INTERVIEW: On responsible cobalt from DRC, industry needs to ‘put its money where its mouth is’
The Fair Cobalt Alliance is aiming to raise $20 million by 2025 to help develop a responsible and fair supply of artisanally-mined cobalt in the Democratic Republic of Congo to harness the potential of this sector, with industry needing to back up its words with financial commitment, David Sturmes, the alliance’s Corporate Engagement and Strategic Partnerships Lead, told S&P Global Commodity Insights.
The FCA was set up in August 2020 to help bring about change in the DRC’s artisan mining sector and currently has 24 members, including Glencore, Google and Tesla. In April it launched an advisory board, which will provide and publish independent feedback on its approaches and strategy, as part of the FCA’s commitment to transparency.
In its first year the FCA worked with a budget of just $600,000 but by the beginning of this year that had grown to $1.7 million, and fundraising efforts are ongoing, he said.
“Our ambition is to raise $20 million by 2025 — basically asking the industry to put their money where their mouth is,” Sturmes said, adding that the amount would be at least partially investment capital.
“We need to see flows of investment capital into this, and the easiest way to do this is through blended finance, so leveraging public grants and corporate donations to get midstream actors onboard that can invest on the ground and de-risking those investments and also signaling an interest in sourcing,” he said.
World’s biggest cobalt source
Many companies have made blanket statements about not sourcing cobalt from the DRC, but not many could actually afford to do so, Sturmes said.
Noting that the DRC contributes around 70% of global supply, he said that there has to be a way to tap into the world’s biggest reserves of cobalt without questions around whether it had been blockchained through the entire production process or whether it had involved artisanal mineral producers, or AMPs, which currently contribute between 10-20% of the DRC’s production.
“That’s more than most industrial clients, so we must think of it as untapped supply of cobalt… and about how we harness that potential, invest and increase output from those mines — at the moment, bootstrap operations are still producing 10-20%, so imagine if you gave them proper tooling,” he said.
“Once we make a case for investment, others will follow and really unlock the huge potential in terms of numbers,” he said.
The price of 30% Co cobalt hydroxide reaching an intra-year high of $34.10/lb CIF China on April 22 for spot cargoes aligned to Platts methodology from S&P Global Commodity Insights for loading 15-60 days out, up 23.5% since the start of 2022, although the price has dropped since to $24.90/lb May 30.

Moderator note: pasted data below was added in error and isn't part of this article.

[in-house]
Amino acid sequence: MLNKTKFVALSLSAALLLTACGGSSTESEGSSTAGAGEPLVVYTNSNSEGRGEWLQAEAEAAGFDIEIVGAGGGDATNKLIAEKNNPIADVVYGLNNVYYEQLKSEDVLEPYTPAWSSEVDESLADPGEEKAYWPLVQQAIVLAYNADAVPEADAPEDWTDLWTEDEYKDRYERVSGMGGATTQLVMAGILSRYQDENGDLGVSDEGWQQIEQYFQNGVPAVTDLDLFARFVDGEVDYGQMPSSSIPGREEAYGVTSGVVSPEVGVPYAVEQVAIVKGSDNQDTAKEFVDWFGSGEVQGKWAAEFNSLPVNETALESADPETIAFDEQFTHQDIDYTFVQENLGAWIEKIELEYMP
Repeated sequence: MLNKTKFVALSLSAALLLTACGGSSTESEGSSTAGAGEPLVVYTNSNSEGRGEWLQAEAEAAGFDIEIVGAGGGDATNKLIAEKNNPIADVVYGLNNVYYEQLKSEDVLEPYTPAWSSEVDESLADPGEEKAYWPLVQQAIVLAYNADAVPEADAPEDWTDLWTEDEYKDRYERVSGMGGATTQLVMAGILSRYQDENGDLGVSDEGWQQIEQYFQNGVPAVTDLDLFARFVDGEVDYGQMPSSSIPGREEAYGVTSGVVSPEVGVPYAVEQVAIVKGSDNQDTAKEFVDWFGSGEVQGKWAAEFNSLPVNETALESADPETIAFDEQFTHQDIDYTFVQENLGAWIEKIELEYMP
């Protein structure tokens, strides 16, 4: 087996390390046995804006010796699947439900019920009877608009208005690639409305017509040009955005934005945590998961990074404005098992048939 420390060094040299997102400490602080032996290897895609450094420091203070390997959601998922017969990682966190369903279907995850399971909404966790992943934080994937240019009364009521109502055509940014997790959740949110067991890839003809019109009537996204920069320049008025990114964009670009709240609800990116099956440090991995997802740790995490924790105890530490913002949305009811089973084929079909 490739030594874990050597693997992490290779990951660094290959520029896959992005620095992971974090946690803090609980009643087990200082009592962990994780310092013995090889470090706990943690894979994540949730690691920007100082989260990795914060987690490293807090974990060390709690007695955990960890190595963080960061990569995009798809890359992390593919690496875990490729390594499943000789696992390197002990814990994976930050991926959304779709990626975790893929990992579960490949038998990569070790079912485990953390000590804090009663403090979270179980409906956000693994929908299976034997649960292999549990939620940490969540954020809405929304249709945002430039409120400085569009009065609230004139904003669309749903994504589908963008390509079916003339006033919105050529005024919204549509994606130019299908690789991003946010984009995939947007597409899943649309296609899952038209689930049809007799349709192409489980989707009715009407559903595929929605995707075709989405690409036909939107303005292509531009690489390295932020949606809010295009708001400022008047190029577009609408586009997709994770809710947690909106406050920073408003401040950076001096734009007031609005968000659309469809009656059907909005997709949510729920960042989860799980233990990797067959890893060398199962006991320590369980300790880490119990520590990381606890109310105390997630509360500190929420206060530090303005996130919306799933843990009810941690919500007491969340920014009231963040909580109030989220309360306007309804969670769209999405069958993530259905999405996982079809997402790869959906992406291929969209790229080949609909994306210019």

Around 250,000 people rely on artisanal and small-scale mining (ASM) for their livelihood in the DRC and there needs to be transparency around the trade, Sturmes said, adding that the FCA was looking into using low-tech solutions to ensure more trust in systems, such as verifying the accuracy of purity and weight measurements.
“The amount of money that artisanal miners get is about three or four times more than the legal minimum wage of $3.50/day,” Sturmes said.
“A recent study shows that artisanal miners earn an average of $14/day, some earning significantly more — this explains why these men and women are willing to take health and safety risks,” he added.
Legality of mine sets
One of the biggest challenges is linked to the legality of mine sets, with the FCA’s ability to ask for investment depending on mine sets being legally recognized.
While over 50 mining zones were designated to artisanal mining, only one was in production and producing significantly, while others were not economically of interest in terms of their location or lack of proven mineralization, Sturmes said.
This was the result of ASM mining only being recognized by the DRC mining code late in the game and ASM sites being allocated in areas of interest to industrial miners at the time.
“These zones designated to ASM, while legal, hold no proven reserves,” Sturmes said.
“That’s why AMPs go where the big boys are, as they know cobalt resources must be there and this creates a challenging environment for industrial miners, because in theory AMPs are invading their concessions, but these men and women are also local people looking for livelihoods,” he added.
Coexistence with industry possible
This has led to a growing awareness among FCA members that AMPs are not thieves, but people driven by seeking subsistence, so the FCA is looking at ways for coexistence and ultimately the creation of new mining zones with proven mineralization.
A model that has worked elsewhere would be industrial miners letting AMPs extract on their concessions and purchasing the minerals from them, but this is not compatible with the DRC mining code.
There is also the option of industrial miners sacrificing part of a concession, but this also does not come with a guarantee from the government that the concession would be attributed to an AMP.
“The government needs to lead on this and we really think that there are a lot of positive signals now,” Sturmes said.
The government also needs to shut down informal traders, as currently many AMPs are doing off-site trading with informal traders, who are able to offer competitive prices as they do not have to worry about investments into health and safety benefits.
FCA Secretariat and co-founder The Impact Facility is part of the Global Battery Alliance, which is currently developing the Battery Passport.
The FCA was part of the now-resolved GBA sister program, the Cobalt Action Partnership, which supported the development of an actionable framework for responsible cobalt ASM, for which the FCA worked in collaboration with the Responsible Mineral Initiative and the Responsible Cobalt Initiative.